Gather some friends and have a clothing swap. You can get rid of the stuff that doesn’t work in your wardrobe while getting some awesome new clothes for free. Whatever’s left over goes to the thrift store.


I also like to check out the nicer consignment shops (Crossroads, Buffalo Exchange) and the vintage section on Etsy, and basically only buy things from boutiques or department stores if they are way on sale. Then I generally wear things until they are beyond repair or are completely out of fashion.


3. Live with other people

Live with as many roommates you can for as long as you can stand it. You’ll save a ton of money on rent and utilities, and you’ll probably be able to live in a nicer neighborhood than you could afford on your own.


4. Get a cheaper cell phone plan

If you’re on a family plan, that’s great - you should probably stay on it. If not, I’ve discovered that the no-contract services are way cheaper and work just as well. I personally use Virgin Mobile, and pay only $40/month for unlimited data and texting with 300 minutes of talking (which I rarely use up). I was paying more than that for talk/text only with Verizon.


5. Walk, bike, and take public transit when possible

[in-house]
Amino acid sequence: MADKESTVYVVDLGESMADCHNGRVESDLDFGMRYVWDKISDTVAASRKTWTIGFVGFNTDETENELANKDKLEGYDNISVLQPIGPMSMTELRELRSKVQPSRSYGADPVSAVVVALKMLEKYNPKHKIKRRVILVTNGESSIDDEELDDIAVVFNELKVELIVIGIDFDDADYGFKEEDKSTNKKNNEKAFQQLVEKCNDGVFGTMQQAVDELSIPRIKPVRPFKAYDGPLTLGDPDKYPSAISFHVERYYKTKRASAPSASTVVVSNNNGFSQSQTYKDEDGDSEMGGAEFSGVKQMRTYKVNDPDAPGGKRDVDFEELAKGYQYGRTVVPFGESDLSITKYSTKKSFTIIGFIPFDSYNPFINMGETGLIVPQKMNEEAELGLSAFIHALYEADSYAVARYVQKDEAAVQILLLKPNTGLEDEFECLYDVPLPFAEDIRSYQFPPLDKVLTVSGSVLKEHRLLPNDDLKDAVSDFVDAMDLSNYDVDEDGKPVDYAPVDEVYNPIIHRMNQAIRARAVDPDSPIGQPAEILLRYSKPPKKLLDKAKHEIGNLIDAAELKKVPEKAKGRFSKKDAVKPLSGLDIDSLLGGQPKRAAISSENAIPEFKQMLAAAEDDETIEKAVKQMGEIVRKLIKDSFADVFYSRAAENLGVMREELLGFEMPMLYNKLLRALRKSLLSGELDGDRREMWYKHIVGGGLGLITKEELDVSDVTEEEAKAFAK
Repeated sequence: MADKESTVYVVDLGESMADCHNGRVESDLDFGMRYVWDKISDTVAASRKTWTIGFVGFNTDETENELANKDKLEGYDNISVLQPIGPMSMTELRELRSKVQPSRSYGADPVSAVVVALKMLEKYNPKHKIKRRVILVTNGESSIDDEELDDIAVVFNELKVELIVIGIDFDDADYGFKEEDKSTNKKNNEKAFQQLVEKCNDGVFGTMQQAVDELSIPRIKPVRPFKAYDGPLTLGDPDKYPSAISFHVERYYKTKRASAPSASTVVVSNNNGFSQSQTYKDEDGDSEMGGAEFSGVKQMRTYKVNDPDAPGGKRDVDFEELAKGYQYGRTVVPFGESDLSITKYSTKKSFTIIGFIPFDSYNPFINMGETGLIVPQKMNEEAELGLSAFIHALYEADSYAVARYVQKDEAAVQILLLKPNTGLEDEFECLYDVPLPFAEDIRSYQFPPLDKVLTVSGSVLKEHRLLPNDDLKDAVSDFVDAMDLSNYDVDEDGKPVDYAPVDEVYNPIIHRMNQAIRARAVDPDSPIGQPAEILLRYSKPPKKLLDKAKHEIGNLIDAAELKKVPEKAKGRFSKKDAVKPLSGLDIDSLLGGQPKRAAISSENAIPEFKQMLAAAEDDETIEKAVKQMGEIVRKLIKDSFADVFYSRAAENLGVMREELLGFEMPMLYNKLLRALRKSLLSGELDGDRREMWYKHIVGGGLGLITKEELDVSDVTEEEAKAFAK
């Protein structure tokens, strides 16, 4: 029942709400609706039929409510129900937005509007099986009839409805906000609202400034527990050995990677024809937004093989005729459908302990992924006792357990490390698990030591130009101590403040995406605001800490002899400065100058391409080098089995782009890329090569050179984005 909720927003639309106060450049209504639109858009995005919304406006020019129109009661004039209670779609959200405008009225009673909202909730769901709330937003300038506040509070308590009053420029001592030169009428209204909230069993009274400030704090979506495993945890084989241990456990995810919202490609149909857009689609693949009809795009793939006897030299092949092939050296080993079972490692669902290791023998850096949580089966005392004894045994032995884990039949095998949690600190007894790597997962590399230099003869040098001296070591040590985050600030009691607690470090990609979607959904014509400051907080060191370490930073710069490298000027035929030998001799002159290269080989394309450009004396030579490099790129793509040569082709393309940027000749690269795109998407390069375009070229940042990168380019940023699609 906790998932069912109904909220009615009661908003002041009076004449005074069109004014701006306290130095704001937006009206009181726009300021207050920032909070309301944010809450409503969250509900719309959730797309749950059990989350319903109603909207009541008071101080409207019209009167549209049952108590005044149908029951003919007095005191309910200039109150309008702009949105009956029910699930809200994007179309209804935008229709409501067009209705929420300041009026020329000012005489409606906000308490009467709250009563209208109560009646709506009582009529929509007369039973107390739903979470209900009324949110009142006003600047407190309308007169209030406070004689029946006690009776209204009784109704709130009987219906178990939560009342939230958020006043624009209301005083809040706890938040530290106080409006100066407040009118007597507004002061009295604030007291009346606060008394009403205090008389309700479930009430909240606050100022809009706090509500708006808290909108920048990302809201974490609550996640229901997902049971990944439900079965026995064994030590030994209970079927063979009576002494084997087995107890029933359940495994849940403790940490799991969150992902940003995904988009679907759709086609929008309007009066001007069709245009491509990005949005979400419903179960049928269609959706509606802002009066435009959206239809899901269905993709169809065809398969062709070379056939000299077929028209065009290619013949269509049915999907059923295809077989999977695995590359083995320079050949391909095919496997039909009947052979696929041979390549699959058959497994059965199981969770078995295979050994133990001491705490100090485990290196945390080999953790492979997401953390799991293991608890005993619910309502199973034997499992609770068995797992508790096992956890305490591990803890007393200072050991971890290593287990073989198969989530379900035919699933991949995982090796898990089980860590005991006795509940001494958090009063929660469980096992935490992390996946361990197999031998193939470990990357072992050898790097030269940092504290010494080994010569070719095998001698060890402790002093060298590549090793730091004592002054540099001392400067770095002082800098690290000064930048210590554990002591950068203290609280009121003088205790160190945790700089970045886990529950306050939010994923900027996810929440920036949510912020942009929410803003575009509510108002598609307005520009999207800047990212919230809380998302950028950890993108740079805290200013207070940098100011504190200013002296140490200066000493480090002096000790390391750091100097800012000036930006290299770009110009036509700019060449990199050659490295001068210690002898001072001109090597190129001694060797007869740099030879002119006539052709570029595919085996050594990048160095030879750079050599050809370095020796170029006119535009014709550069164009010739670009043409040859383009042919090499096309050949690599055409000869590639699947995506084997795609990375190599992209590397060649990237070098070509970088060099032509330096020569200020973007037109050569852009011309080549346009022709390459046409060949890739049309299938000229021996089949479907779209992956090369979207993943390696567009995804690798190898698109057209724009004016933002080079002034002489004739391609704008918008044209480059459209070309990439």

This is obviously a huge benefit of living in a city. Try to live in a neighborhood that has a high walk score (http://www.walkscore.com/IL/Chicago). Bike to work if you can, otherwise take the train or bus. Cars are expensive!



6. Prioritize your entertainment budget

For me, live music is one thing I’m really willing to spend money on. I rarely go to the movies, and I also rarely buy books anymore. I’ve got Netflix, Hulu, the library, and the internet to take care of my watching and reading needs. I don’t download stuff illegally because, as an artist myself, I don’t think that’s okay. I do buy albums by my favorite bands and I also receive a lot of books and albums as gifts.


Most cities also have tons of free entertainment options. There’s free music happening all the time, and most museums have free days or months. There are also plenty of ways to hang out with friends without spending a ton of money -  throw a board game party or a potluck dinner, for example.


Usually when I go out I’ll just have one drink, because it’s easy to blow a ton of money on alcohol if you’re not careful.


7. Get a credit card with a good rewards program, but pay it off every month

You can rack up lots of free stuff if you use your credit card for all of your major purchases. But you have to be really careful about this - don’t use your credit card to buy things you can’t afford to pay off right away. Also, if you do have credit card debt, you should pay it off before you put money towards anything else.


8. Try Couchsurfing when you travel

You can save a ton of money when traveling by using https://www.couchsurfing.org/. And if you decide to host surfers in your own city, you’ll meet a ton of interesting people and experience your city in new ways that you wouldn’t think about if you were just following your normal routine. It can be really fun to show new people around your neighborhood and city. Couchsurfers are generally people on a budget as well, so they’ll probably be interested in all of the free and cheap entertainment options that you’ve discovered.